A “provisional” waiver is now available that can be applied for and obtained while the applicant is still in the United States. The provisional waiver offers individuals some level of certainty that, once approved, they will be able to return to the United States after a successful consular interview. The provisional waiver program covers the undocumented spouse and children of U.S. citizens.
The goal of the provisional waiver program is to maintain family unity. “Extreme and unusual hardships” can generally include: family ties to the United States and the country of removal, conditions in the country of removal, the age of the U.S. citizen or permanent resident spouse or parent, the length of residence in the United States, relevant medical and mental health conditions, financial hardships, and educational hardships.
Applicants should remember that it must be a bona fide (real) marriage to the U.S. citizen and that all previous marriages must have been lawfully terminated. Marriage fraud (a fake marriage to get a green card) carries harsh penalties that could even result in a felony conviction for the U.S. citizen.
Prospective applicants should always speak to an experienced immigration attorney before applying for a provisional waiver (Form I-601A, Application for Provisional Unlawful Presence Waiver). Although it may seem like a fairly straightforward process, these waivers are highly technical and require careful and thorough legal analysis. Your answers on the application could have long-term implications to your immigration case.
DREAMers Green Card or Permanent Residence through Employment with LIFE Act Protection
There are certain situations where DREAMers who have had the opportunity to receive higher education become candidates for higher skilled jobs. In such a scenario, U.S. employers may be interested in sponsoring the green card for a high-skilled prospective employee. Yet, even if a DREAMer is protected under DACA, he or she may still need the benefits of 245(i) protection though the Legal Immigration Family Equity (LIFE) Act.
There are many cases where undocumented immigrants, particularly well-educated DREAMers, may have an employer who is willing to sponsor him or her for a green card. In some instances the employer will need to go through a process known as Labor Certification or PERM prior filing for the prospective DREAMer’s employment visa petition. However, even after such processes are successfully completed, the process still requires the immigrant to return to his or her home country because of his or her original unlawful entry or out of status condition. Yet, if the individual has 245(i) protection, he/she can complete the process in the United States and obtain a green card without leaving.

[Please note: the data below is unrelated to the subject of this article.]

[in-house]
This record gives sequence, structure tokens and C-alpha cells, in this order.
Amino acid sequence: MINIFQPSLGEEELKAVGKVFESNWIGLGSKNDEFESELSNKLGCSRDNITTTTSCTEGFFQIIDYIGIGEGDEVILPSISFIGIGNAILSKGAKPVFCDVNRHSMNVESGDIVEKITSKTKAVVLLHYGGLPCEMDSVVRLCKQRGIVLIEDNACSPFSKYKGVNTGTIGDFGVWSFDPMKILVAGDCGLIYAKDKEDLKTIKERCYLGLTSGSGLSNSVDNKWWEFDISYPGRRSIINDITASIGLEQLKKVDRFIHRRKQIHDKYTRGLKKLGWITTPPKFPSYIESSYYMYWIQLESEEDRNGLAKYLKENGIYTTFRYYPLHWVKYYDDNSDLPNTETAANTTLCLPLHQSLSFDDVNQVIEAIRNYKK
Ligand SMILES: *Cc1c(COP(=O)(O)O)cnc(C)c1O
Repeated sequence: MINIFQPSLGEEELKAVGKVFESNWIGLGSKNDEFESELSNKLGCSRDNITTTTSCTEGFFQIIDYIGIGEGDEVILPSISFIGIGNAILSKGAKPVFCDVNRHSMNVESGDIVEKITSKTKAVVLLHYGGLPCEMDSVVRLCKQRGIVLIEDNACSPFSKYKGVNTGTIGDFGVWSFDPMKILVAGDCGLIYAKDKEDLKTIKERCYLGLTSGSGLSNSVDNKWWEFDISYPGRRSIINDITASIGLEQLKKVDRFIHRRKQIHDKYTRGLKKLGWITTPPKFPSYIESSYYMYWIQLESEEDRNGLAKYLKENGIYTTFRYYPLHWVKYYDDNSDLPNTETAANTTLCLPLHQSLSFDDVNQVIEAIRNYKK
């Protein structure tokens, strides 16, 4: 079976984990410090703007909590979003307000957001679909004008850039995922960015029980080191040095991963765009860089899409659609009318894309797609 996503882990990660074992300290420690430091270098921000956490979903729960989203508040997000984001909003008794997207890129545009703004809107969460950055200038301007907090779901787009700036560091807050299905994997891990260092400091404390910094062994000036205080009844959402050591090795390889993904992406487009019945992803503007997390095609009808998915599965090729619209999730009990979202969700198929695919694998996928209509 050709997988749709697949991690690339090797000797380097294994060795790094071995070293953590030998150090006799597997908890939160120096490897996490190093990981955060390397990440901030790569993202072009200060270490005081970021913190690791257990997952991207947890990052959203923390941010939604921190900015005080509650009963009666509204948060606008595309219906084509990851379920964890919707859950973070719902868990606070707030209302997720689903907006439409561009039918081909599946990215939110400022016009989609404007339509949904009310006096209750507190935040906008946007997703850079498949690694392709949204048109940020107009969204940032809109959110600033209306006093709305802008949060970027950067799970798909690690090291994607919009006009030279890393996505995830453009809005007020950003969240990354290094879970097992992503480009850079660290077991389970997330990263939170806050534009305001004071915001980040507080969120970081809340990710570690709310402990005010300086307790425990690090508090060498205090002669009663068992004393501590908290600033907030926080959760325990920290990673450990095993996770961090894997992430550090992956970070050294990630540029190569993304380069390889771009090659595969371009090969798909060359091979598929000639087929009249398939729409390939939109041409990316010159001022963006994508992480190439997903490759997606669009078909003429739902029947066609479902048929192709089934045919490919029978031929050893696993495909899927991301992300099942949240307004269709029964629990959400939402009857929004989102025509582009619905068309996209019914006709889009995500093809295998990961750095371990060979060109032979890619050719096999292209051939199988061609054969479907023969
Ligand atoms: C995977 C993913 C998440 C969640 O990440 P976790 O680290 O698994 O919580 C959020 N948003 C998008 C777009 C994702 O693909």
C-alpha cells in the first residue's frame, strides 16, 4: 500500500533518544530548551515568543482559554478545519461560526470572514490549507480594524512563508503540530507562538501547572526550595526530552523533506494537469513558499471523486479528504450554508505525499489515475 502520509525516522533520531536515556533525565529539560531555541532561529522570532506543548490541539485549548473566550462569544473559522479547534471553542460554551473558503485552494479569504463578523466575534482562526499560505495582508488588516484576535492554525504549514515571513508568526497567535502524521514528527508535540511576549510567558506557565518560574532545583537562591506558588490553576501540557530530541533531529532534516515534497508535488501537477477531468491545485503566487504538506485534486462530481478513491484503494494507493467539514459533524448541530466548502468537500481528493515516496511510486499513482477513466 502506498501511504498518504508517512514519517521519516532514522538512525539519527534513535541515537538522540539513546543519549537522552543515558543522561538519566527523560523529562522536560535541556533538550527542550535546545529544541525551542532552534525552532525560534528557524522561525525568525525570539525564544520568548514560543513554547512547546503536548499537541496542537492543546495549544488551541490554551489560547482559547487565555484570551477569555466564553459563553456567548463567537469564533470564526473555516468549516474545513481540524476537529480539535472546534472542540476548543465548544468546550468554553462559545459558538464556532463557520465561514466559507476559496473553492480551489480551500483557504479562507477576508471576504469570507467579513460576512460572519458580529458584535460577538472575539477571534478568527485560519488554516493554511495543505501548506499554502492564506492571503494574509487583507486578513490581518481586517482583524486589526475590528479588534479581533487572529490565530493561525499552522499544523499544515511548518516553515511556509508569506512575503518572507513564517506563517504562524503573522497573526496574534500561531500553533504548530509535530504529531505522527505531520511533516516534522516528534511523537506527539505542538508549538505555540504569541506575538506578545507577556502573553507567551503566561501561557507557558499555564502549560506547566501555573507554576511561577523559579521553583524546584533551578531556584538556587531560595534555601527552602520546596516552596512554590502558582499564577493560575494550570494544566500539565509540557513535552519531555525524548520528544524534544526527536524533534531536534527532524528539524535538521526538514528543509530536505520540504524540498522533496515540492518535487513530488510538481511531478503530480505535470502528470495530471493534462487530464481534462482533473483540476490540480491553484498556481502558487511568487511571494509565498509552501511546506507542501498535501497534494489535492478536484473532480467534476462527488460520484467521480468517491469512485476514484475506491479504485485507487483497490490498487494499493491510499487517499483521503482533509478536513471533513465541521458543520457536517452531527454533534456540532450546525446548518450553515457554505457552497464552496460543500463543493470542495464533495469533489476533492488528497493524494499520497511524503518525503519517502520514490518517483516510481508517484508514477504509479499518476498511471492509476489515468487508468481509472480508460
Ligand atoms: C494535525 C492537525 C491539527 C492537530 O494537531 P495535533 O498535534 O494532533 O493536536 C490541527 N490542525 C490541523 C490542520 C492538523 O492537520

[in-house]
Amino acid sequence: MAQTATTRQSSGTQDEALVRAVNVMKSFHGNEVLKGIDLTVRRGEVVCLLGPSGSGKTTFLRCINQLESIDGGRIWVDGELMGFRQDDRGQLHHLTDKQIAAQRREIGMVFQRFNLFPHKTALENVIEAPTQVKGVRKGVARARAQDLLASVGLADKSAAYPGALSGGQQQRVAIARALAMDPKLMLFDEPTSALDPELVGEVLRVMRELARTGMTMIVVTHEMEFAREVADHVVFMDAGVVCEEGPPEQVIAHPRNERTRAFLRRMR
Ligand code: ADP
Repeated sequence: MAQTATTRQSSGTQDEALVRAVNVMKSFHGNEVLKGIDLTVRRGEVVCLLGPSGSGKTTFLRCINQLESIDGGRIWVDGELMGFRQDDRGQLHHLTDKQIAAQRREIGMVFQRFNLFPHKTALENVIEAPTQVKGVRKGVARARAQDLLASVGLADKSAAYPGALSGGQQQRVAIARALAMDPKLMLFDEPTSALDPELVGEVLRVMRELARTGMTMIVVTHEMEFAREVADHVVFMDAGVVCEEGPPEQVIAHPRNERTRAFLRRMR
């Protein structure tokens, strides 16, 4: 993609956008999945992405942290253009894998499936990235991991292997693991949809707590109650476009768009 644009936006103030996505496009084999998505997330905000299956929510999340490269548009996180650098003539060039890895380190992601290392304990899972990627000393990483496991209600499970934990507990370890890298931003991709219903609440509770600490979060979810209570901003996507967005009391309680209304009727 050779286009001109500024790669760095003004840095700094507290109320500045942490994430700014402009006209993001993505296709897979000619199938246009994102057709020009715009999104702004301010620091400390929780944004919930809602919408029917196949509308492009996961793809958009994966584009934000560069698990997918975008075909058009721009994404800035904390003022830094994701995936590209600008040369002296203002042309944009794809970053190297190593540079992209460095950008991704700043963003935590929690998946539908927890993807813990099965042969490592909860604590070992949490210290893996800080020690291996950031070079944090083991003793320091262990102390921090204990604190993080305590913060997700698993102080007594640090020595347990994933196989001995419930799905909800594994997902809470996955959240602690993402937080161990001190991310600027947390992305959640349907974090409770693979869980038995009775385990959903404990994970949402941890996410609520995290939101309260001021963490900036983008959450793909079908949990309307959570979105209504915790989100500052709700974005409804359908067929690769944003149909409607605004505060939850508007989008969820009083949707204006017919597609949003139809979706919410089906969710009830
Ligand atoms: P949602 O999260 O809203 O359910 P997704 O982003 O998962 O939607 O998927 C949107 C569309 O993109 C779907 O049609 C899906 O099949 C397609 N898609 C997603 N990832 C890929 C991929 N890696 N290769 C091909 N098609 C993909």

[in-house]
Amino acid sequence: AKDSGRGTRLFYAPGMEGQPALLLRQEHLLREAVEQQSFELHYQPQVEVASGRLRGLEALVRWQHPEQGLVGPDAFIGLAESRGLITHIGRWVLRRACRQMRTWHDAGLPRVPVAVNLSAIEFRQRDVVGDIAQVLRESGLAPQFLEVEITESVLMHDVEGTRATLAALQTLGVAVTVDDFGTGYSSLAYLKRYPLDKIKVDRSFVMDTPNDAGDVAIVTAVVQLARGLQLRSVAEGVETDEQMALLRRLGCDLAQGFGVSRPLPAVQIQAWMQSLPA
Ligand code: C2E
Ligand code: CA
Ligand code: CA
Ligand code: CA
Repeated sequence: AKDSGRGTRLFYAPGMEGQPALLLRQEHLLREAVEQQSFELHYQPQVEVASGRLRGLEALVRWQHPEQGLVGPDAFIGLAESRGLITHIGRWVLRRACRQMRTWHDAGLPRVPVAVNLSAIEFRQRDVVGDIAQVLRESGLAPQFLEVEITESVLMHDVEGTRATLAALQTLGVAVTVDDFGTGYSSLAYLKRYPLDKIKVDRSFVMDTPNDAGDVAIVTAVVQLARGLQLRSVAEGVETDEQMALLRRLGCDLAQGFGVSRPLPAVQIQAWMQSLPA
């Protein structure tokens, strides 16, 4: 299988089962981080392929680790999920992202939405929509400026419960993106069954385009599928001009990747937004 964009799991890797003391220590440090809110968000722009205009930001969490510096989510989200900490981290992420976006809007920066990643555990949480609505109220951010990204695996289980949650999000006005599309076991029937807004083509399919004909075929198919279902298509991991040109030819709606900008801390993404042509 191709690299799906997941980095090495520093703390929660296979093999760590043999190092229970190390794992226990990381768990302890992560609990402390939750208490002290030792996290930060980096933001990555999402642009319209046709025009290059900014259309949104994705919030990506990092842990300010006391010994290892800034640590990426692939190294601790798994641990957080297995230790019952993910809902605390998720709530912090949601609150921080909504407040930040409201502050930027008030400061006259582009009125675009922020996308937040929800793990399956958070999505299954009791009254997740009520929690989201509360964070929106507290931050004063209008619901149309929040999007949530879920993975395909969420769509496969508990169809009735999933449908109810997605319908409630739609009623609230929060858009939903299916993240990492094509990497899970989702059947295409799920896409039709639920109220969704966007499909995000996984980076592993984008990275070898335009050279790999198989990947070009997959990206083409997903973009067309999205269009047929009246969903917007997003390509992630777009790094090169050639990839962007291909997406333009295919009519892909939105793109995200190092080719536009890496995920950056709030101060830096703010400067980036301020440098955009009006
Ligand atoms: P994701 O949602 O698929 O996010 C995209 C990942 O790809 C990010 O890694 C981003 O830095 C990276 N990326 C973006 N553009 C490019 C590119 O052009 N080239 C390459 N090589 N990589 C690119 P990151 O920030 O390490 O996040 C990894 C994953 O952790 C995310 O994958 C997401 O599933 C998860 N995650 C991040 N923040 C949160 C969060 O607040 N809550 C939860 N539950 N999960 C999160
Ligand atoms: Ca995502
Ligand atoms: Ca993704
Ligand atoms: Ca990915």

The LIFE Act is a law that allows undocumented immigrants to finish their green card process in the United States if an immigrant petition was filed on their behalf or on their parent’s behalf on or before April 30, 2001. For example, if the DREAMer’s U.S. citizen paternal uncle filed an immigrant petition or I-130 petition on behalf of the DREAMer’s father by April 30, 2001, then not only the father but the son or daughter may be covered by the LIFE Act’s 245(i) provision.
This is a simplified presentation of the law and many additional requirements must be met. If this scenario sounds like it may apply to your situation, speak with an experienced immigration attorney that can explain the details.
Asylum status is available to anyone in the United States who has suffered persecution in his or her home country or who has a well-founded fear of persecution if he or she were to return to that country. It is important to understand that the persecution must be done by the government, or by a group that the government is unwilling or unable to control.
In U.S. immigration law, persecution is fairly well-defined. Most importantly, the persecution must be on account of one of the following five groups: race, religion, nationality, membership in a particular social group or political opinion.
In general, eligibility for asylum requires that:
- You are present in the United States (by legal or illegally entry);
- You are unable or unwilling to return to your home country due to past persecution or have a well-founded fear of future persecution if you return;
- The reason for persecution is related to one of five things: race, religion, nationality, membership in a particular social group, or political opinion; and
- You are not involved with an activity that would bar you from asylum.
To begin an asylum case, your lawyer must file Form I-589, Application for Asylum and for Withholding of Removal, along with evidence supporting your claim. There is typically a screening interview to make sure an applicant’s case is warranted. This is why it is very important to work with a reputable organization (non-profit or legal firm) that is experienced with asylum cases.